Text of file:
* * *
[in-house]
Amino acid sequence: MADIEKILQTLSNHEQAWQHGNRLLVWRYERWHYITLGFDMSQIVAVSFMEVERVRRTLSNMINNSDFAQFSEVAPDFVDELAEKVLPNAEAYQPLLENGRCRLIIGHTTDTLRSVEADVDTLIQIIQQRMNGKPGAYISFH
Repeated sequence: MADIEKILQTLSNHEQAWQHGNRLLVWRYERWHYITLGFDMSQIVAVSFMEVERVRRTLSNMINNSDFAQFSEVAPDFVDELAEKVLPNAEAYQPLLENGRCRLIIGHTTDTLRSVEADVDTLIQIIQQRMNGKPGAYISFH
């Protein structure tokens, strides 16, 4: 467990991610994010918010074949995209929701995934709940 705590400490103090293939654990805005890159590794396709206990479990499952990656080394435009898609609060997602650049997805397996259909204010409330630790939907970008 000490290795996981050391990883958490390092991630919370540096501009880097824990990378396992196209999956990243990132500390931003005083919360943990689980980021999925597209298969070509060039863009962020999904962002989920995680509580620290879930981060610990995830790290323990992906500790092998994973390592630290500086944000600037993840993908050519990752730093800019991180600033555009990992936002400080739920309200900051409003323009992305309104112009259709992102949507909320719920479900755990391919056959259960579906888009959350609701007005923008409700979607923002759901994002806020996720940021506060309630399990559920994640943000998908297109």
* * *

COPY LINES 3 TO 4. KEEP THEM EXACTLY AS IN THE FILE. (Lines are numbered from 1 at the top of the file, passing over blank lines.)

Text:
Repeated sequence: MADIEKILQTLSNHEQAWQHGNRLLVWRYERWHYITLGFDMSQIVAVSFMEVERVRRTLSNMINNSDFAQFSEVAPDFVDELAEKVLPNAEAYQPLLENGRCRLIIGHTTDTLRSVEADVDTLIQIIQQRMNGKPGAYISFH
């Protein structure tokens, strides 16, 4: 467990991610994010918010074949995209929701995934709940 705590400490103090293939654990805005890159590794396709206990479990499952990656080394435009898609609060997602650049997805397996259909204010409330630790939907970008 000490290795996981050391990883958490390092991630919370540096501009880097824990990378396992196209999956990243990132500390931003005083919360943990689980980021999925597209298969070509060039863009962020999904962002989920995680509580620290879930981060610990995830790290323990992906500790092998994973390592630290500086944000600037993840993908050519990752730093800019991180600033555009990992936002400080739920309200900051409003323009992305309104112009259709992102949507909320719920479900755990391919056959259960579906888009959350609701007005923008409700979607923002759901994002806020996720940021506060309630399990559920994640943000998908297109």